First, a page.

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August 30, 2004

Taylor Dent


THE MODERATOR: Questions, please.

Q. Mardy was in here before. Seems like a lot of the Top 10 people, men's and women's side, went to Athens to win, but came back saying it was a great experience. It seems like you and Mardy went and had the experience and also achieved some success. Do you feel like that's a little bit ironic, but kind of a good thing for you confident-wise?

TAYLOR DENT: Yeah, winning, for me anyway, is never a bad thing. So like you said, I got the best of both worlds. I think if I would have lost first round, I would have hung around a few days, seen a couple events. I'm sure it would have been a positive experience and inspired me to train a little bit harder and stay out there a little bit longer. Like you said, I got the best of both worlds having won some matches. Unfortunately I was playing every day so I didn't get to see any other sports. I probably would prefer it that way than the other way.

Q. How long did that match stay with you?

TAYLOR DENT: The Gonzalez match?

Q. Yes?

TAYLOR DENT: I don't know. I was actually pretty pleased with the match. Like I was telling Francisco and my dad, I think that that week I got back to where I was a year ago around this time where I was really not too concerned at how I was executing my game, and I was just really worried about -- I mean not worried, but really focused on how I was mentally competing out on the court, just playing each point, you know. If I shank one over the stadium, out of the stadium, you know, just don't even let it bother me, come back and play the next point just as hard as if I hit a winner. So I was so proud of how I fought out and there and I competed. My game wasn't as crisp and as clean as I would have liked it to have been. But like I said, that was secondary. And I felt like I accomplished all my goals set out for that match.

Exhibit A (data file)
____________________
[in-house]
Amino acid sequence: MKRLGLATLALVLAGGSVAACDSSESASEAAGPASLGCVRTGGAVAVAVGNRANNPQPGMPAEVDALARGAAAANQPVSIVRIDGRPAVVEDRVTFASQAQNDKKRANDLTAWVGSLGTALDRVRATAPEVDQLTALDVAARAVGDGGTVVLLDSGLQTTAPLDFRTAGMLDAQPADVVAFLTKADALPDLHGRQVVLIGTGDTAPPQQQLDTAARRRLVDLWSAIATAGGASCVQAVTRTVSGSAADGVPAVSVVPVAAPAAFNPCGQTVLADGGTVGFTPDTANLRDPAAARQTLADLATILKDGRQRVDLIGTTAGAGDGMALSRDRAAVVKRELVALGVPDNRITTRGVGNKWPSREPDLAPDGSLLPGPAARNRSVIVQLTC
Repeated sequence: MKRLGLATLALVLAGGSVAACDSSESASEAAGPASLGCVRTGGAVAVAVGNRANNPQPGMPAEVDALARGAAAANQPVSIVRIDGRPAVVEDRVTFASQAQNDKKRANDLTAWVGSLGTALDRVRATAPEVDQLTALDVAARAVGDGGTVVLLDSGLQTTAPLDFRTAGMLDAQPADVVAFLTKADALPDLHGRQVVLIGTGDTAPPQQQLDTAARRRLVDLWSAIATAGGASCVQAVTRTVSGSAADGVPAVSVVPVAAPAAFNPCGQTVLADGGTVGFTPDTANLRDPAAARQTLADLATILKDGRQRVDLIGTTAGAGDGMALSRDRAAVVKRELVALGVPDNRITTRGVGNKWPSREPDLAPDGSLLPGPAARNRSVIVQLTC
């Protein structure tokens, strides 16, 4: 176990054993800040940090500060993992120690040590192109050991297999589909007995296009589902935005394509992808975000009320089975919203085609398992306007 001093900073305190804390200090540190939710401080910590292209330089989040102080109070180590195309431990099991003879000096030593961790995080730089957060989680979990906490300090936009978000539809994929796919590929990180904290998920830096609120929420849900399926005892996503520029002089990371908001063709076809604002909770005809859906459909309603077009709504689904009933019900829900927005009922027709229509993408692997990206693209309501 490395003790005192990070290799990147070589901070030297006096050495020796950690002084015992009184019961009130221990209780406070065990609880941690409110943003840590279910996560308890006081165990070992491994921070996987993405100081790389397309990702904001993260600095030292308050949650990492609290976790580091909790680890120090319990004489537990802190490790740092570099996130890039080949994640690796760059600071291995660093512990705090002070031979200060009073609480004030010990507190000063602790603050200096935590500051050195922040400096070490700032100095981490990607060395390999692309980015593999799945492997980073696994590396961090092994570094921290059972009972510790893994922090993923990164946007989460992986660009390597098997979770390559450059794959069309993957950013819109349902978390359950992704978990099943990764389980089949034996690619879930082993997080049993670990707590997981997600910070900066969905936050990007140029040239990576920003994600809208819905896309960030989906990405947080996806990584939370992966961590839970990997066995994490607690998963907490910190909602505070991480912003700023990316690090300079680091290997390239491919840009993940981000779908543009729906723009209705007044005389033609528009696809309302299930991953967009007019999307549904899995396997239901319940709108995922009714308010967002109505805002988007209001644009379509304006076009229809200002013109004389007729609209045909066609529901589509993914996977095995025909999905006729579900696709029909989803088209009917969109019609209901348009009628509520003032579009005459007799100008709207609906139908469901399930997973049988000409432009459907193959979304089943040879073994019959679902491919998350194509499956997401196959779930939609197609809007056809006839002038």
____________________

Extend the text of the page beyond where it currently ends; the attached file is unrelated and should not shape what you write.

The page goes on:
Q. How about today? Is that kind of disappointing?

TAYLOR DENT: Yeah, it's tough, because you never really can tell if you don't win that matchpoint. So I can't really say how I would have done the whole match. But the part that I did play, I was, you know, competing very mentally tough. My game was, you know, pretty solid, and sometimes that's the toughest situation to be in, is when you know a guy's hurt and you know that he could stop at any time. So you're thinking every point you play is like a matchpoint. But I was pretty good. The last game he served I was, you know, maybe rushing a little bit too much mentally, thinking too far ahead. But overall I think I handled the situation pretty well. And, you know, it's a shame that happens, but it's a part of sports. Unfortunately I've been there many times. You know, but hopefully he gets better and has a good end of the year.

Q. Mardy Fish winning a silver medal, going to the second round, do you think this year you can make it to the end?